Tesla’s “Model 2” Is 38% Cheaper Than Other Cars
Tesla Inc. (Nasdaq: TSLA) is at it again…
Last week the company announced plans to launch a fully autonomous car by 2023.
The car, unofficially dubbed the “Model 2,” is expected to resemble a hatchback.
And it will lack two components that come standard to most cars…
A steering wheel and pedals.
With Tesla giving Model 2 owners no choice but to sit back and enjoy the ride, it’s safe to say the company is confident in the state of its self-driving technology.
And that’s not all…
CEO Elon Musk expects the Model 2 to cost under $25,000.
That is HUGE news, especially considering the cost of new cars right now.
Lower Prices Will Spark a Chain Reaction
According to Edmunds, the average price of a light vehicle sold in 2021 stands at $40,000.
Industry analysts had previously expected electric vehicles (EVs) to be cheaper than gas-powered cars by 2022 or 2023.
But autonomous vehicles? No one imagined that.
If Tesla’s plans for the Model 2 come to fruition, the mass-market EV would cost 38% less than a new vehicle today.
I expect this development to spark a chain reaction in which other automakers are forced to lower prices for their EVs.
The low EV prices will increase demand as cost-conscious consumers flock to purchase cheaper vehicles.
This adoption scenario will be great for EV companies. But it will be even better for EV metal producers.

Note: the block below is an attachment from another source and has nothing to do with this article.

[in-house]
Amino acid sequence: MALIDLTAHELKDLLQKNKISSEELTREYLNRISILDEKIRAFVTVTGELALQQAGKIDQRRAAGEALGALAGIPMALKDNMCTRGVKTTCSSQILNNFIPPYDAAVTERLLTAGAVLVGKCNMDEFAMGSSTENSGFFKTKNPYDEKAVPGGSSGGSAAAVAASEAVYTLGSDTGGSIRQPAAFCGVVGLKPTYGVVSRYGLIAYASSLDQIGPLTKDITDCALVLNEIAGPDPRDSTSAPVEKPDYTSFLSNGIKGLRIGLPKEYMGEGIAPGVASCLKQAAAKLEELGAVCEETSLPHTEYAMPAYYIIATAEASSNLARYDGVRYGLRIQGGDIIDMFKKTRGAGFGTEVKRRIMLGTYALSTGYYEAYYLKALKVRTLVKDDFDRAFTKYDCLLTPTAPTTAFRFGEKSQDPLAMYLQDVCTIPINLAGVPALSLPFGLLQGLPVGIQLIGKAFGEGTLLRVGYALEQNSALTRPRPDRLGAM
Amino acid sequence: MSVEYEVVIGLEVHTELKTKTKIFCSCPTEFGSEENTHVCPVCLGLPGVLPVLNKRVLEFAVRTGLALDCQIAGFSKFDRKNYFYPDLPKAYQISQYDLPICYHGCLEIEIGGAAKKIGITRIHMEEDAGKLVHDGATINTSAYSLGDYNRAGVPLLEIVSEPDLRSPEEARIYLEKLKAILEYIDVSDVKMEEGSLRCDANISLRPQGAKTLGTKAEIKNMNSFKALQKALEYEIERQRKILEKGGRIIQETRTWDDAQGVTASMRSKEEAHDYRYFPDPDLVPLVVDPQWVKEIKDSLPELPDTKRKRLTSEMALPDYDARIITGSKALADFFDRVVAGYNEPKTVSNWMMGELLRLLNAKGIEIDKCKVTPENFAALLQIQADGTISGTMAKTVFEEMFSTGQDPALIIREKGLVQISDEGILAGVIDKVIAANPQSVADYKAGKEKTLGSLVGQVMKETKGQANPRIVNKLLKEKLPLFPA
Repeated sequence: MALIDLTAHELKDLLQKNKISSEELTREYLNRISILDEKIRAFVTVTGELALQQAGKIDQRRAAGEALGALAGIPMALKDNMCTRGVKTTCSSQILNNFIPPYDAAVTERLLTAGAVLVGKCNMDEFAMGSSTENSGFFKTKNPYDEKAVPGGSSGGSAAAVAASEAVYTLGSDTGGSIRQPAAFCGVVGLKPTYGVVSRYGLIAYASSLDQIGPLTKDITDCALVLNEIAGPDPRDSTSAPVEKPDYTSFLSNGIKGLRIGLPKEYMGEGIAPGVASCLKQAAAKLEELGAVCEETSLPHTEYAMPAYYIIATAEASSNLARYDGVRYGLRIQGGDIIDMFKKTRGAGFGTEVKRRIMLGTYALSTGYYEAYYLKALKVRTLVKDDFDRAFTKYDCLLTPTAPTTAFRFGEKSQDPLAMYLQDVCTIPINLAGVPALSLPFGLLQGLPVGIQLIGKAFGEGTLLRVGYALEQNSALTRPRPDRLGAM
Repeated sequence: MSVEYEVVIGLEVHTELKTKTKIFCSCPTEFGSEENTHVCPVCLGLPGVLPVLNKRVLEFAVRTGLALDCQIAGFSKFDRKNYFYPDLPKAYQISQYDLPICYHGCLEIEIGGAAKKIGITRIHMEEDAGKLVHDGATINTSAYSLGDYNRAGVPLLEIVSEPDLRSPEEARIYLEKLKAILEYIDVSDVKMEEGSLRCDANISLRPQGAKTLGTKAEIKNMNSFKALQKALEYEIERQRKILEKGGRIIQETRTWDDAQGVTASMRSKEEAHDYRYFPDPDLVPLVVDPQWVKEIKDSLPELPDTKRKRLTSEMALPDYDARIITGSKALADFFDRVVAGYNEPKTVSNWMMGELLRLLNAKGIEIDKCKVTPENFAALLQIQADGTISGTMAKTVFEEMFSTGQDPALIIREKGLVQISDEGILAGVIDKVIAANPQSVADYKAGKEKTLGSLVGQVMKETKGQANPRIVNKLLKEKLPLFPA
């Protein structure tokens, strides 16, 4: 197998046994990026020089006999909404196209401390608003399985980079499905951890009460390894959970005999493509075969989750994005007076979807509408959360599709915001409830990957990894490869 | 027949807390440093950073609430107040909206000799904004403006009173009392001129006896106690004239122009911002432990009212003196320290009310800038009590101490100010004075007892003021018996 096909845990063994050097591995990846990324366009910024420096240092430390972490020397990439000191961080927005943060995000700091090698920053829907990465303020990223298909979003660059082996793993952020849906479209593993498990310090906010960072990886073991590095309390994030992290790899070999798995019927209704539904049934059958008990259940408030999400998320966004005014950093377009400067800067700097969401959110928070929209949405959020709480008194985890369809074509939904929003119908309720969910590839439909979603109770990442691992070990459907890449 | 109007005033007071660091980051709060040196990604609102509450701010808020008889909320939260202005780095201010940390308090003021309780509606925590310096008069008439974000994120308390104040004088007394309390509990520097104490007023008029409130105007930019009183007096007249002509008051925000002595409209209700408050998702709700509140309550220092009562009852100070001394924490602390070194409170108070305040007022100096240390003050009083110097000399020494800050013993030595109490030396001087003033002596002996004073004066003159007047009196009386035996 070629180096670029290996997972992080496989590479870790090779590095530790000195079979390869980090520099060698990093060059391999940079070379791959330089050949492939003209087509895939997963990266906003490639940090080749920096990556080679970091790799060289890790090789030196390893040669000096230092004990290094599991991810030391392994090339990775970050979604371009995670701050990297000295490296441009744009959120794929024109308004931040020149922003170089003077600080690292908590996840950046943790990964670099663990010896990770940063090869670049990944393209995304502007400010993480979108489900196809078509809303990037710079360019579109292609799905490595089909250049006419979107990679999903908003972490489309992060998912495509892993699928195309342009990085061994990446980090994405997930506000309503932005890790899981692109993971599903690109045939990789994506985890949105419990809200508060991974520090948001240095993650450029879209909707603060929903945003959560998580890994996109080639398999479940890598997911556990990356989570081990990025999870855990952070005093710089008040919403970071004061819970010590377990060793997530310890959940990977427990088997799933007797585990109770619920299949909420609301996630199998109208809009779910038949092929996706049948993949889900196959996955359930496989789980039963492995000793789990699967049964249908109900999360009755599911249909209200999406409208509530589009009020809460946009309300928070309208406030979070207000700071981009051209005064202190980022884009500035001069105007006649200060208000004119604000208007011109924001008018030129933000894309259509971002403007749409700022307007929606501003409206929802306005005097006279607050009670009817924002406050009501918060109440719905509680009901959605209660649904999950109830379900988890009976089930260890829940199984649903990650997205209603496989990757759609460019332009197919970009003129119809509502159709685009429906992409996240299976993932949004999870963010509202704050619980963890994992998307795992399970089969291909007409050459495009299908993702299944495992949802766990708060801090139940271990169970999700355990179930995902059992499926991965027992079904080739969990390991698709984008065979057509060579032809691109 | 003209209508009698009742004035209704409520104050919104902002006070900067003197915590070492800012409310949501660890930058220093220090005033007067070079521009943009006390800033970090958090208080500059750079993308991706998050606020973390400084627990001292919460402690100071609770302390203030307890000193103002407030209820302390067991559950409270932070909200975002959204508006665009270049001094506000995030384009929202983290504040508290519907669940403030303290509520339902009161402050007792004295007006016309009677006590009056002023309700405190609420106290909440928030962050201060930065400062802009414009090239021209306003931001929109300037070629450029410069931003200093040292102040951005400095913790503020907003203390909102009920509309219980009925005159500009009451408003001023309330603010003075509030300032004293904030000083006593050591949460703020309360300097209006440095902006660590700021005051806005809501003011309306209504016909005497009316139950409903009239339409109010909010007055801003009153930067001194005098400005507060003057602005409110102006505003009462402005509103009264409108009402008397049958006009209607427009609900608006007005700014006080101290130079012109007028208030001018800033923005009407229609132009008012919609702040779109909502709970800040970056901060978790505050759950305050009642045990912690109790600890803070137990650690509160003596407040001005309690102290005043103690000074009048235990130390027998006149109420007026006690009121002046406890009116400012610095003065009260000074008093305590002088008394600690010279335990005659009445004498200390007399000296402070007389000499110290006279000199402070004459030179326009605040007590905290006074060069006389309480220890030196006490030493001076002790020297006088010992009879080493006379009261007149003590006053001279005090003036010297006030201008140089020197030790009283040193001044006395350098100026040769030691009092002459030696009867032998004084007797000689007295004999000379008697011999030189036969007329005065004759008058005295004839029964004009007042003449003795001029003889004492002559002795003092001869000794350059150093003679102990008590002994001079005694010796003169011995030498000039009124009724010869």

The Lithium Shortage Isn’t Over
The supply of EV metals can’t keep up with demand.
The expansion of the EV fleet has led to a massive supply-demand imbalance.
Benchmark Intelligence estimates a 25,000-ton lithium shortage this year and expects the shortage to continue through 2022.
Unless there’s major investment in production capacity, Benchmark believes the shortage could last till the end of the decade.
Since lithium is used heavily in EV batteries, a low supply will encourage higher prices. We’ve already seen this play out, with lithium prices up 168% over the past year.
And it’s not just lithium that’s in high demand…
EV Metal Prices Are Surging
The EV industry’s shift to higher-capacity batteries is leading to demand for other battery metals like graphite.
New EVs registered in June 2021 boasted battery capacities that were 160% higher than those registered in the previous year.
These vehicles were built using 30% more lithium and 36% more graphite than a year ago.
As you can see below, the increase in battery metal deployment and higher prices has led to a surge in the value of EV metals in recent months.
The value of battery metals contained in the EVs registered in June 2021 was $649 million, up 237% from last year.
1 Metal Critical for EV Production
Since EVs are heavily reliant on battery metals for production, it’s not surprising that battery metals stocks have become popular over the past year.
But the market seems to have overlooked one metal that’s critical for EV production.
In fact, this metal is used in 9 out of 10 clean energy vehicles.
Ian King and I pinpointed a company that’s in sole control of the metal’s mining in North America.
Research Analyst, Strategic Fortunes